Explaining Hoagies & Grinders
The most frequently asked question at Porcellino is “What are Hoagies & Grinders?” Even to those native to the Northeast, local sandwich terms can be bewildering. They can vary from state to state, by county, or even from one town to the next. As with any great food, debating both semantics and execution is part of the fun.
Both terms describe sandwiches that bring Chris and me back to our childhood years on the East Coast. Listing them on the menu in “dialect” is a way of connecting with our past. For clarity’s sake, however, here’s an explanation:
A Working Man’s Lunch
Most people know the legend that the sandwich has its origins in nobility. The Earl of Sandwich supposedly instructed his staff to create a meal between two slices of bread so that he could (depending on whom you believe) pursue his gambling habit or, alternatively, keep up with his busy work schedule.
Here in America, the sandwich has long been a food for the working class. It’s portable, versatile, and can be both nutritious and filling. European immigrants of the late 19th and early 20th centuries helped to re-define the category. More recently, immigrants from Asia and Latin America continue to do so, to our benefit.
Both hoagies and grinders are sandwiches served on a long, chewy roll, filled with meat, cheese and condiments. Depending on where in the U.S. you are, you may find them called submarines, torpedoes, heroes, po’ boys, blimpies, bombers, garabaldis, spuckies, wedges, or zeppelins.
Philadelphia, birthplace of my mother (and where I spent a chunk of my early years), may be best known for cheesesteaks. It is also ground zero for hoagies. The term “hoagie” is also commonly used throughout Eastern Pennsylvania and New Jersey. Hoagies can be cold or hot, though most commonly they are thought of as a cold sandwich – and here at Porcellino we use the term to describe our cold sandwiches.
There are several origin stories for the term “hoagie”: some say it started in the 1920s at the Hog Island Navy yard, where Italian-American workers brought Italian-style sandwiches to work and they took on the nickname “Hoggies”. Another story relates it to an Irish immigrant named “Hogan” who was always pestering an Italian co-worker to bring him an extra sandwich for lunch. Yet another story is that a local jazz musician opened a sandwich shop and proclaimed you had to be a hog to eat his sandwich, which eventually led to his shop being called “Hoggies”. The one thing I believe is that the distinct Philadelphia accent led to the term “hoggie” evolving into “hoagie”.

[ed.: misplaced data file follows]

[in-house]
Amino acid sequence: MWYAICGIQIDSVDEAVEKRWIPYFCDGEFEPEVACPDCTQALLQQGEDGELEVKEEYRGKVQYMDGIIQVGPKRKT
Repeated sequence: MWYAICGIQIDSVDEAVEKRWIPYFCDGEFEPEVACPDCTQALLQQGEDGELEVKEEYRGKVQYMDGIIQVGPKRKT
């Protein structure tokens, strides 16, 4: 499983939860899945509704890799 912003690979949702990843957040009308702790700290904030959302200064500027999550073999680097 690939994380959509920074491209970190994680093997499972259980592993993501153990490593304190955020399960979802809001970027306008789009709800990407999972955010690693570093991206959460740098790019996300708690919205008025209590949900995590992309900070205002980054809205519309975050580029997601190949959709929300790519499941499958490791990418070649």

Southern New England, where Chris and I both spent our childhoods, is the land of grinders. As with hoagies, the origins of the name seem to originate around workers in a Naval shipyard, though that is up for debate. Some say it goes back to New London, Connecticut (my city of birth) where the sandwiches were made for Italian-American immigrants working at Electric Boat shipyard as “grinders”, i.e., the folks who would grind the rust off the hulls of ships prior to re-painting. They were thus called “grinders sandwiches” based on the clientele. Others offer a more simple explanation: the term comes from the fact that it’s a hearty sandwich, requiring one to “grind” it between one’s teeth in order to consume it.
Whatever the origin of the name, grinders are defined by many as being a hot sandwich, often toasted open-faced, prior to closing it up and delivering it to the customer. Where we come from, grinders are a staple of the local pizzeria, so the sandwich would be heated in the pizza oven before serving. At Porcellino, we use the term grinder exclusively to describe our hot sandwiches.
Doing the Dip
We offer a variety of hoagies and grinders at Porcellino. One that seems to be garnering quite a loyal following is our meatball grinder, which we call the the “Italian Dip”. The name is meant as a wink to a French Dip sandwich, which is typically served with a cup of jus for dipping. Ours, however, is served with marinara.
Growing up eating meatball grinders, we have lots of memories of sloppy, soggy buns, from which the meatballs were always escaping as we grasped the sandwich. The Italian Dip solves both these issues. First, rather than using traditional spherical meatballs, we make a single, flattened, oblong meatball that fits the size of our bun perfectly and won’t slide when you squeeze the bun. This meatball is browned on all sides, then braised in our delicious marinara sauce. Second, rather than cover the entire bun in marinara sauce, which leads to a soggy, messy bun, we serve this grinder, hot meatball and melted provolone in the bun, cut into two halves, standing in a bowl of marinara. This prevents the soggy bun scenario; you simply dip the leading edge of the grinder moments before you take your next bite. It works – just ask anyone who’s tried one.
Getting your Hands on a Dip
We offer the Italian Dip six days a week (Porcellino is closed on Tuesdays). Eat it here, or order online for takeout (we package the marinara separately – you apply it as needed), it’s an experience that will probably bring you back again for more.
Incidentially “hoagies & grinders” are a featured lyric in Adam Sandler’s “Lunch Lady” song, which you can check out here.